Following Zizek, Takemoto suggests that what MD presents is not an exposed ‘reality’ but a ‘grey fog’ of competing, incommensurable realities, from which desire and will are never extricable. (An homologous case is Kubrick’s near-contemporaneous Eyes Wide Shut, which is standardly interpreted as entirely the dream of the protagonist, Tom Cruise’s Bill. What this reading of Eyes Wide Shut has in common with the dominant readings of Mulholland Dr is a confidence in the possibility of parsing reality from desire, a distinction which both films disturb, as the very title of Kubrick’s film indicates).
Lyotard famously defines postmodernity as an ‘incredulity towards meta-narratives’ If the standard interpretation of MD were valid, then, far from being incredulous towards meta-narratives, it would be presenting a meta-narrative (an empirical realism focalized through a psychological interiority).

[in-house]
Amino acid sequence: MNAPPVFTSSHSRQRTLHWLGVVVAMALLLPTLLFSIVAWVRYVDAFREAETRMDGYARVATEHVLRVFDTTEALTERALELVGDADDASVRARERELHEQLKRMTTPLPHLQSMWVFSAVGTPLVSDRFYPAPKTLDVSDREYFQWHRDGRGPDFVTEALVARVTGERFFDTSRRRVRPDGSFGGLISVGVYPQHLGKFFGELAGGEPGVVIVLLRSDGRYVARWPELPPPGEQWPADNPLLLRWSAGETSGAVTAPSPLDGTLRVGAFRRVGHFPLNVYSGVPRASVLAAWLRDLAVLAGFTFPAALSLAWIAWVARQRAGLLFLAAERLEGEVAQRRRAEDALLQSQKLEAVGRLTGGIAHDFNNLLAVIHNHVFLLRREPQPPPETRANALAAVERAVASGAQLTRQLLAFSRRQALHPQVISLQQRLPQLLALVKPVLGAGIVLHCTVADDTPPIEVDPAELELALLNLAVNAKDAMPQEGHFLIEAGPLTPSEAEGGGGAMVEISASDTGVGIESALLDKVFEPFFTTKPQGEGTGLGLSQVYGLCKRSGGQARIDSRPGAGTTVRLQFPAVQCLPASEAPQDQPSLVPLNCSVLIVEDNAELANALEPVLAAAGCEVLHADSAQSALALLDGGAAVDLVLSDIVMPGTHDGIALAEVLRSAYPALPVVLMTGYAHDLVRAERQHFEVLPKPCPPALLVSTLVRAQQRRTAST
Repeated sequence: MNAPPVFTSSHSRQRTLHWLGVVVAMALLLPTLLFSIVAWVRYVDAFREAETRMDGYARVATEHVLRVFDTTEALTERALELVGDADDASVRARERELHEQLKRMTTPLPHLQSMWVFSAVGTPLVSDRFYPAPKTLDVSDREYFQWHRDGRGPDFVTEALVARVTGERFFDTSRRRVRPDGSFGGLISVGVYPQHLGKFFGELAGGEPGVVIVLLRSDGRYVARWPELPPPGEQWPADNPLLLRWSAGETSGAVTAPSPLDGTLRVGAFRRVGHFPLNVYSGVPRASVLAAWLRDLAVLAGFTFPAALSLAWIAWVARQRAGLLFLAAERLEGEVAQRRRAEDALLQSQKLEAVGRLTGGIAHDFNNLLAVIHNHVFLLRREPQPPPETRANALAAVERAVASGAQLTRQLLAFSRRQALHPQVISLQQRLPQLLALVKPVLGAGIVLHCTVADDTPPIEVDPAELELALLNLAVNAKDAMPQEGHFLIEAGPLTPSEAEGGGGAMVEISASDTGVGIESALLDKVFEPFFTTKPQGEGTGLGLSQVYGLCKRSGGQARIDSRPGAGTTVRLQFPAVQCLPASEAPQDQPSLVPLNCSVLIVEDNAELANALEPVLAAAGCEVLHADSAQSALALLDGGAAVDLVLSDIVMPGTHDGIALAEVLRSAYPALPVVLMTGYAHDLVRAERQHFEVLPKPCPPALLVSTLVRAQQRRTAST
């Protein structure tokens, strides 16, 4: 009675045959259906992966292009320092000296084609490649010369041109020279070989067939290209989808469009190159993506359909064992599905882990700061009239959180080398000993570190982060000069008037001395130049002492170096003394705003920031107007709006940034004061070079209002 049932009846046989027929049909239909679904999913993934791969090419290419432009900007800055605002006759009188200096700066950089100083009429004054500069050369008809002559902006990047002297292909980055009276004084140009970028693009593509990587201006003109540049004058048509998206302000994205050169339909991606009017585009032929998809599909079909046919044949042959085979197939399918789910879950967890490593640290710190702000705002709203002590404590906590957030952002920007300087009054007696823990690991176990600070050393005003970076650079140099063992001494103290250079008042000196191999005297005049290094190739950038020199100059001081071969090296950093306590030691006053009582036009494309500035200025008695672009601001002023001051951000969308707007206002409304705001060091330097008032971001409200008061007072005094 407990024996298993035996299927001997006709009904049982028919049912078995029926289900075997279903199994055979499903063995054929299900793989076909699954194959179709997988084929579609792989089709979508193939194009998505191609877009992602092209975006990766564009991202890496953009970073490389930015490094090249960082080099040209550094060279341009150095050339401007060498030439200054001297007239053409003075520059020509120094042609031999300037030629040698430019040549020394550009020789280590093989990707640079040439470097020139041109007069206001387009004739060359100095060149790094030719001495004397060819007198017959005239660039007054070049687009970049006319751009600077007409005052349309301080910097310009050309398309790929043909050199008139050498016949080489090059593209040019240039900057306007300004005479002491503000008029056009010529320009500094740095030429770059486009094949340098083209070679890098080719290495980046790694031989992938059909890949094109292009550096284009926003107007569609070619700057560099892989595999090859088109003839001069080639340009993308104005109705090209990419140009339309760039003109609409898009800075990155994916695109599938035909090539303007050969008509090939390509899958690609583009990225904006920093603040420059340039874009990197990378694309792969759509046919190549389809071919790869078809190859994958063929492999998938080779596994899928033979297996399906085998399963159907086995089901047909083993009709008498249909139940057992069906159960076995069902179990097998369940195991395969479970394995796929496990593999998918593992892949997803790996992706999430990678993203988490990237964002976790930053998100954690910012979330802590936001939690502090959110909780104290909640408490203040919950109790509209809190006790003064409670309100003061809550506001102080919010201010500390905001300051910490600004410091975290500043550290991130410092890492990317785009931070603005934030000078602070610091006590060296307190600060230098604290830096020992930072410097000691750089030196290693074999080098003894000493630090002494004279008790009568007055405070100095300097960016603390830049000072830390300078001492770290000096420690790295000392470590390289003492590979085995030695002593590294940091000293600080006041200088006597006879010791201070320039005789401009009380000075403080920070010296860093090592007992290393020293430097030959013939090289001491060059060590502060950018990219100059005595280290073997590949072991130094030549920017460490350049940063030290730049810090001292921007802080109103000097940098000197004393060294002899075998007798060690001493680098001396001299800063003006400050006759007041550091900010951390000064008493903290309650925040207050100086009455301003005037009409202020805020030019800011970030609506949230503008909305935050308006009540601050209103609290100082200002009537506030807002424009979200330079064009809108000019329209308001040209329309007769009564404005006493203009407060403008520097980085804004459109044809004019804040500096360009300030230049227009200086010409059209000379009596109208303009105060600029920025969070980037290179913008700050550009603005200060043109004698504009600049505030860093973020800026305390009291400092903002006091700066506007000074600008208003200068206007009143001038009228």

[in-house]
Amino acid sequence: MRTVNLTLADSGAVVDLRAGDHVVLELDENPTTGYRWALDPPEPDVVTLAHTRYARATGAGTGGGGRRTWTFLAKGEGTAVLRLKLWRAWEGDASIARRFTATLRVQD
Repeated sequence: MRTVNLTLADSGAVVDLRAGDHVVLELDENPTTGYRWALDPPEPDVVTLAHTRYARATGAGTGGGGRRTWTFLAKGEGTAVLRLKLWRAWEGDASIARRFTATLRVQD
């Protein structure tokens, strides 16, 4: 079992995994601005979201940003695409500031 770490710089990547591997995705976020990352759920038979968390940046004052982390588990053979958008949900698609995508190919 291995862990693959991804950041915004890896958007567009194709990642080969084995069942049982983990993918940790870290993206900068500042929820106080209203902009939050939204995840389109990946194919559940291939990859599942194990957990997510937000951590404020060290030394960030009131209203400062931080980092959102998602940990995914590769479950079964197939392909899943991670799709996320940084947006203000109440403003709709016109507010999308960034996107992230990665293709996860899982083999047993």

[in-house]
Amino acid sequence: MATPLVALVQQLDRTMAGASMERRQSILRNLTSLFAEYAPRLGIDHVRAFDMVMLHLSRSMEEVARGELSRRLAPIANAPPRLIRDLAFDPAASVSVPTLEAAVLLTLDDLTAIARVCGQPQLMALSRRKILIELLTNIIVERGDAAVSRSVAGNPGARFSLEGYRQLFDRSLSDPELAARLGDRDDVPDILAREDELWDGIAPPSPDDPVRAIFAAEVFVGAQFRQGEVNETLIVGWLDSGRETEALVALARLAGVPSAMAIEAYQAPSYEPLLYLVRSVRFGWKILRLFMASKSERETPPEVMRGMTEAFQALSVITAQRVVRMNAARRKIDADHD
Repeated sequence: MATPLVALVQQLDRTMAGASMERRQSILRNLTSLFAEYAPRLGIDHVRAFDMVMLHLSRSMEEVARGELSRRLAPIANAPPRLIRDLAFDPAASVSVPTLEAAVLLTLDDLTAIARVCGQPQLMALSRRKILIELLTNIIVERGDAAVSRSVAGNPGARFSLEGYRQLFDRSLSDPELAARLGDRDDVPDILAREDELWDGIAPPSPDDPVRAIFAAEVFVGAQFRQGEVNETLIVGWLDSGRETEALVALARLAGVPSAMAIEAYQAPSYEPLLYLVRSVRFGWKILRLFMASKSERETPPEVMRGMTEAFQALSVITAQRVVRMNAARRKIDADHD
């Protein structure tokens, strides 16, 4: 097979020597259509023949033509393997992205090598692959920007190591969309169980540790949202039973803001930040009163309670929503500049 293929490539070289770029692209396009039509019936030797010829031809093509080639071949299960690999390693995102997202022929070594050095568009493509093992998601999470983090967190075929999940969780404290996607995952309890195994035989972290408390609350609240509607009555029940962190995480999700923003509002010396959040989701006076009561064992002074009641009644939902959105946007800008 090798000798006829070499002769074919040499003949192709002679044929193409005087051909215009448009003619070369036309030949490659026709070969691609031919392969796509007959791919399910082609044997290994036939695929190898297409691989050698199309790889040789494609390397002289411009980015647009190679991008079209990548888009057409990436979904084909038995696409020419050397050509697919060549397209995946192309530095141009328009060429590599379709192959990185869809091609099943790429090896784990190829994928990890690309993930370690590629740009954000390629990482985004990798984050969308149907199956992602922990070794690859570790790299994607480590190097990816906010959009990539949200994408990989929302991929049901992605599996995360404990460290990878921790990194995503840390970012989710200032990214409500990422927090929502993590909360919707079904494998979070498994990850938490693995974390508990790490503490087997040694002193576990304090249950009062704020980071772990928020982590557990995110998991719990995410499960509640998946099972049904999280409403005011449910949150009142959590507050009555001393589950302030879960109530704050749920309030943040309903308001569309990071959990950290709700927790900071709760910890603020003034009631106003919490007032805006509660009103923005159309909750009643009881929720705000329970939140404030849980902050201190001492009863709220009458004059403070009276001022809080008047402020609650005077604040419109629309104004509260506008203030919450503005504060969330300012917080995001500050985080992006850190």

In his earlier Libidinal Economy, Lyotard opposes ‘the representational cube’ to the Moebian strip: a single-sided figure, with no inside or outside.
In tracing the endless surface of this moebian strip, both Lynch and Potter exemplify a libidinal postmodernism diametrically opposed to self-conscious, auto-referencing ‘PoMo’. Whereas PoMo mourns the absence of a stable transcendent plane, a meta-space ‘above’ the fiction, typically identified with a self-present, self-conscious subject (God/ the author…), Lynch and Potter’s fiction explores the Escheresque flatness of a plane of immanence. Far from being metafictions, then, Potter’s and Lynch deny the possibility of any meta level.